We know we’re not the only ones with memories of pouring over The Food Lover’s Guide to Paris in anticipation of a trip, or carrying a dog-eared copy of this classic around the city. For us, it was the only guide book that mattered, and we’re thrilled that Patricia Wells has at last updated the tome, in app form. Here’s the back story, from Patricia herself. – Meg & Barbra
For years, people have stopped me on the streets of Paris to ask the same question: “When are you going to update The Food Lover’s Guide to Paris?”
When the last update was published in 1999, I felt that I needed to move beyond the guide. My cooking classes, travels, other books, took up all my time and I was beginning to feel like a singer who was expected to belt out the same song over and over again.
Then one day a little more than a year ago my husband, Walter, turned to me and said. “Why don’t you update The Food Lover’s Guide to Paris as an app for the iPhone?” I didn’t need to think for even a second. It’s as if the guide was always meant to be an app. Where you can find an address on a map. Call the establishment by just pressing a button. Connect to their web site. Find places open on Sunday or Monday. The best roast chicken or black truffle dish.
I laugh now when I think of how primitive our conditions were when we began researching the guide in 1982: no home computer, no home copier, no Post-it, no Fed Ex, no fax. We typed our copy on carbon paper on a portable Smith Corona typewriter and sent the manuscript via snail mail.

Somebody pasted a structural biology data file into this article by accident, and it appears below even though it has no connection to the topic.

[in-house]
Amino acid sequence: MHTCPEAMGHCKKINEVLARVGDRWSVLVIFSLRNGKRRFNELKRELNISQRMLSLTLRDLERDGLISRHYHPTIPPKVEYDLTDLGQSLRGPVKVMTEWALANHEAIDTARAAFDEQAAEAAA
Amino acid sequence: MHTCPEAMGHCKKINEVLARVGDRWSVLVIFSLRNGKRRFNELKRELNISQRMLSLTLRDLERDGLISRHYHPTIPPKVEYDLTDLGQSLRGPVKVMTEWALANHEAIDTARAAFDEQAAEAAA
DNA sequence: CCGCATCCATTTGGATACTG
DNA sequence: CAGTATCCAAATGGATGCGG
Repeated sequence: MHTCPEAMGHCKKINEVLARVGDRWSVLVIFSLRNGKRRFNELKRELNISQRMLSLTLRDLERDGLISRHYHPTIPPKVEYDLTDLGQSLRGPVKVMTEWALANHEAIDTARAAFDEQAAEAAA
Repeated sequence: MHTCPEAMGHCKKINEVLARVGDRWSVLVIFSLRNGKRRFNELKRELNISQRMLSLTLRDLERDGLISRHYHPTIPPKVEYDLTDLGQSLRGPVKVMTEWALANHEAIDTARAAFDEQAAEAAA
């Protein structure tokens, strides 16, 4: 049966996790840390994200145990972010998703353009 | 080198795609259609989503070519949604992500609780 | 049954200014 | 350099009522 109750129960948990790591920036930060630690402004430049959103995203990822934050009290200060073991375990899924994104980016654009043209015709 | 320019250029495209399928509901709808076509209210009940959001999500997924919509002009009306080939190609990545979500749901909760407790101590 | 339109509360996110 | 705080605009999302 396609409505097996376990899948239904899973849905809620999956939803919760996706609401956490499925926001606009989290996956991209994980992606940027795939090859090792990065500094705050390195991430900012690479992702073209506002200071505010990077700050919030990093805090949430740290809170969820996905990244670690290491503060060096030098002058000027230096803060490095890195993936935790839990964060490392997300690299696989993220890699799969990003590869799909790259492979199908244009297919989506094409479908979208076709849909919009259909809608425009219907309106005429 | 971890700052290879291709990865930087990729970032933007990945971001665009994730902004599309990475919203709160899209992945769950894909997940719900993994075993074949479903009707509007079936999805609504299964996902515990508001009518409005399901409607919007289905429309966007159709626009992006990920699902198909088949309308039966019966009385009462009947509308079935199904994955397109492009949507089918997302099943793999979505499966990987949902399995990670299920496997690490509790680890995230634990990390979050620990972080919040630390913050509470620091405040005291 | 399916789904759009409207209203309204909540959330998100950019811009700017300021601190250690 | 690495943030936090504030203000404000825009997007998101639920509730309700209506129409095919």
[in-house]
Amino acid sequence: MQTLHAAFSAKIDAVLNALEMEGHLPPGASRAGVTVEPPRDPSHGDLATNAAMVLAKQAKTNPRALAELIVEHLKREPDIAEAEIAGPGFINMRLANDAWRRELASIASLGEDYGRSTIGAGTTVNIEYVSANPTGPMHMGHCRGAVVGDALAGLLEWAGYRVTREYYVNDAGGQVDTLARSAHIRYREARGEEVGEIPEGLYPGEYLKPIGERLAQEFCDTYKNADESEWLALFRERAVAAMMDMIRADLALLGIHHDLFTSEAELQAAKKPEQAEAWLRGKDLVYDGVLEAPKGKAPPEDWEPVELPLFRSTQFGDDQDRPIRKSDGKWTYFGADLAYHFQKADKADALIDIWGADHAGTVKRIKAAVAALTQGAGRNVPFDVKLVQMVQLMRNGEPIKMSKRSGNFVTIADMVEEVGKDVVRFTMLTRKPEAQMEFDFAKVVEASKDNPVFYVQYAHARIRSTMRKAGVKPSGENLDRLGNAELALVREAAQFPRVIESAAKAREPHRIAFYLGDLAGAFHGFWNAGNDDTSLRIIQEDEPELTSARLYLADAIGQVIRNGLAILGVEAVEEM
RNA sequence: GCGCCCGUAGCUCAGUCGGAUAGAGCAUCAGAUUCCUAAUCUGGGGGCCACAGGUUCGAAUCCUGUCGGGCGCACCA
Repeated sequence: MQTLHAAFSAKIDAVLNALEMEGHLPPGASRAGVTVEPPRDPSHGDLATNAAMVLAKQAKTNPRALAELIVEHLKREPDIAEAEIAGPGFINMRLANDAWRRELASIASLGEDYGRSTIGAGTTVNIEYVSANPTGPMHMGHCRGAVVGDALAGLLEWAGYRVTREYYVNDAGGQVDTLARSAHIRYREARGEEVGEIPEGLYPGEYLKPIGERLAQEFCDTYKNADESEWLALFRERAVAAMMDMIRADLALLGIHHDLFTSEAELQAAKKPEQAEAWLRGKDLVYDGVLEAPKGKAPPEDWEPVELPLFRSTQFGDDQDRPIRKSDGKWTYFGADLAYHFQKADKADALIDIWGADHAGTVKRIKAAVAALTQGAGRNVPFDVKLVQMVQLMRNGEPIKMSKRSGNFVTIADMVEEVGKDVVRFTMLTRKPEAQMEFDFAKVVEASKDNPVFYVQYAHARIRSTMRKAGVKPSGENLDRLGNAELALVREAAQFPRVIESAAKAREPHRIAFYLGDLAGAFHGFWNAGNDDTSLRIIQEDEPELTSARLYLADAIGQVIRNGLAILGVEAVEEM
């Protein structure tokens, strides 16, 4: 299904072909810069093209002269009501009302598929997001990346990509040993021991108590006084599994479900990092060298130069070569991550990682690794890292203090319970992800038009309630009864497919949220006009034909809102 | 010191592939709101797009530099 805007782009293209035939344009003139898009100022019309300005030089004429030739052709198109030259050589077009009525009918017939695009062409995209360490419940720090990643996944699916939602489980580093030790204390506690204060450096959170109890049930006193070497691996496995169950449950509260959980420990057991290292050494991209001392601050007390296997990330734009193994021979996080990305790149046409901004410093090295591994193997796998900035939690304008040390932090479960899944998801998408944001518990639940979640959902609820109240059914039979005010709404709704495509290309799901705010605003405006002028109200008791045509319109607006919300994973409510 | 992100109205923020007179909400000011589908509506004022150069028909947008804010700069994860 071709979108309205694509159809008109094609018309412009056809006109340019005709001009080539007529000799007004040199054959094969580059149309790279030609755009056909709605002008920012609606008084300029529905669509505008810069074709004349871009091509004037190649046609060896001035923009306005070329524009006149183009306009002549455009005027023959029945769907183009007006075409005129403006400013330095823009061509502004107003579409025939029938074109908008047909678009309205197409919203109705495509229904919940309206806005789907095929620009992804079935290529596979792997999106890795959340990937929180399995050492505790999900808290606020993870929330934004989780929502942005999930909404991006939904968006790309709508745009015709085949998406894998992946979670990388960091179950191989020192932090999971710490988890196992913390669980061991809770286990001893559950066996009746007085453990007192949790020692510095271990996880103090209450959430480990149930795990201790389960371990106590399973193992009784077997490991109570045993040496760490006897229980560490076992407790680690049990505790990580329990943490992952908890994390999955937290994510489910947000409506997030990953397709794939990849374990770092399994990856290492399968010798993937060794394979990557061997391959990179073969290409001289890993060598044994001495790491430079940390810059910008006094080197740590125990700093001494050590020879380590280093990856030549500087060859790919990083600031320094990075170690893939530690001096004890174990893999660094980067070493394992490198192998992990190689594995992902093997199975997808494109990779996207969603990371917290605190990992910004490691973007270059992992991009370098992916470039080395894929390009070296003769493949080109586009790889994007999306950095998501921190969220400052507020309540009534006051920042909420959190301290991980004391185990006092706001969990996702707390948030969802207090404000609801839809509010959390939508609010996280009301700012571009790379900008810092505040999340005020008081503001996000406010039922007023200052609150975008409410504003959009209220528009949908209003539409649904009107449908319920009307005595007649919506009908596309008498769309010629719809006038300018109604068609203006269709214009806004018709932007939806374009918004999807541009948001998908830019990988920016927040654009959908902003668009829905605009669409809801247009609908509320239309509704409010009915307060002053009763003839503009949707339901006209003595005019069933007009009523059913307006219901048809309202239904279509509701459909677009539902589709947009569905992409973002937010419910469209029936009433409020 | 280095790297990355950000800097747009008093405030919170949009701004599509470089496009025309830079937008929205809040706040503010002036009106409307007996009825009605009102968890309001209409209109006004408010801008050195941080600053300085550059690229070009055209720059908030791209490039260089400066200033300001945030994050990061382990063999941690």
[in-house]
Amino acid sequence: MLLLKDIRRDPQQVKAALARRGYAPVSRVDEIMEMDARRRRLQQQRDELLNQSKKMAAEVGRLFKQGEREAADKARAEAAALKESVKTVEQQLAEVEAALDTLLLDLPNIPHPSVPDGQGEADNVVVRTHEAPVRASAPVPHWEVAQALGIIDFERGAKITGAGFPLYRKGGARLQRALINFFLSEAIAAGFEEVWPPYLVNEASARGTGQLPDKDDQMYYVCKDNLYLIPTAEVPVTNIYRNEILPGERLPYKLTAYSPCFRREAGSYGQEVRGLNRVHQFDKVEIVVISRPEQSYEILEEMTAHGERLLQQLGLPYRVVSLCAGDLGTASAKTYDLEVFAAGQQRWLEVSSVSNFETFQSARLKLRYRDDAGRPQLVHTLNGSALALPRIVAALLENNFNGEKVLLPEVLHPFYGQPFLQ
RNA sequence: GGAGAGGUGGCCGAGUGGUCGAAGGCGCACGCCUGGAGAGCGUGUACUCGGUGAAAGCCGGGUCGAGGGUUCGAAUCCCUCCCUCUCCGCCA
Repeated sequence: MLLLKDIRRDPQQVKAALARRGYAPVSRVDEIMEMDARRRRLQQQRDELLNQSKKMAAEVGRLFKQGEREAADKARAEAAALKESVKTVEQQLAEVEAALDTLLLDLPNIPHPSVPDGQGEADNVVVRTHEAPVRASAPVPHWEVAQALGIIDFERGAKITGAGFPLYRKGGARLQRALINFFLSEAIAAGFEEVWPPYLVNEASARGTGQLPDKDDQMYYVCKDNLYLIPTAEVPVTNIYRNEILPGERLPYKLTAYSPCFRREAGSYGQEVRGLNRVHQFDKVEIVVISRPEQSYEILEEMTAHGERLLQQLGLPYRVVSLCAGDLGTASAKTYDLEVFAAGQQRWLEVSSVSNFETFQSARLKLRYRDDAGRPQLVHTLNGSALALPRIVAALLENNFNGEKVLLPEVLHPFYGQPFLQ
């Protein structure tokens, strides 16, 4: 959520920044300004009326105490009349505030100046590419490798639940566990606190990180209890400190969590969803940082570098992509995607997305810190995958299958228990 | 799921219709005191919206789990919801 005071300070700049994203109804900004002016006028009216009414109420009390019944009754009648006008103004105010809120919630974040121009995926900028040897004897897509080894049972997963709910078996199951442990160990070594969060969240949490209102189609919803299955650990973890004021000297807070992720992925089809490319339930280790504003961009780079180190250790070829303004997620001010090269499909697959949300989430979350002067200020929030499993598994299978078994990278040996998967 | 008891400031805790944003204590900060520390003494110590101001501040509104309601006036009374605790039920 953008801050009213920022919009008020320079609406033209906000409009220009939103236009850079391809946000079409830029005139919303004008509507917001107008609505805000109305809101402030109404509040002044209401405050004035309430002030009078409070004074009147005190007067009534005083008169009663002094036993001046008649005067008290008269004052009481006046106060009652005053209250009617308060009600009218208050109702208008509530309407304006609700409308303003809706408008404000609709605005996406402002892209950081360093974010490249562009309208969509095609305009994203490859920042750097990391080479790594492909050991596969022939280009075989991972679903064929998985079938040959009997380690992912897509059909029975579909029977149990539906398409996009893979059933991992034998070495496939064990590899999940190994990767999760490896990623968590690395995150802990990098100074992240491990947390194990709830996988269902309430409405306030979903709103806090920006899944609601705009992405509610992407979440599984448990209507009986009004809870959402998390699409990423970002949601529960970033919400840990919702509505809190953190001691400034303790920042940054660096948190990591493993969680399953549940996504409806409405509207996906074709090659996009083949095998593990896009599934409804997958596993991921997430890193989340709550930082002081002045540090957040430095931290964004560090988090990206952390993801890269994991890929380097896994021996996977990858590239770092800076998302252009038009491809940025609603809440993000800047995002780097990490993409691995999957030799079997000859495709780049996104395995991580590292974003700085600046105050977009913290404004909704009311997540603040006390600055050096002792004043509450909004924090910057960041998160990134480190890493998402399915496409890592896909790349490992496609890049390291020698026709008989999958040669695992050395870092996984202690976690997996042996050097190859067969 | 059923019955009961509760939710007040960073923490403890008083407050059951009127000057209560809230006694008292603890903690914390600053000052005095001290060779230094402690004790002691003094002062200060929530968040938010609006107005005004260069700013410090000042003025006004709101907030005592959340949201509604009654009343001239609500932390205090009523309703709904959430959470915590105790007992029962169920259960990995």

But many conditions remain the same. After 32 years of research in Paris, I still l get lost exiting certain Métro stops and criss-cross the city rain or shine until my feet will no longer take me where I want to go. Research is research and writing is writing, and that will never change.
The entire app experience has been thrilling. And a bit daunting. As well as a gamble. When you write a book, the publisher pays you an advance, you write it, and let them deal with copy editing, layout and design, promotion, distribution, sales. With an app, you’re a one-man band. Unless you have a sponsor or advertiser (we didn’t) you fund the entire project. You interview developers and hire the best. You work on the design, look, feel. You write, edit, copy edit, take photos, crop, dot the i’s and cross the t’s. And then you get to do all the promotion. It’s all been a learning curve, and a good one at that.
As an author, an app offers instant gratification: I love the fact that I can make unlimited minute-by-minute updates, change a review, add a new photo, delete an establishment I may no longer think is worthy. And I no longer have to walk down the street saying “Never” to the reading public.
Android? Blackberry? The future will tell. I am researching and writing as fast as I can: A book update to The Food Lover’s Guide to Paris is in the works, with all new photos and recipes, so no one ever need go hungry in Paris again!
For more information and to purchase the app, visit www.foodloversparis.com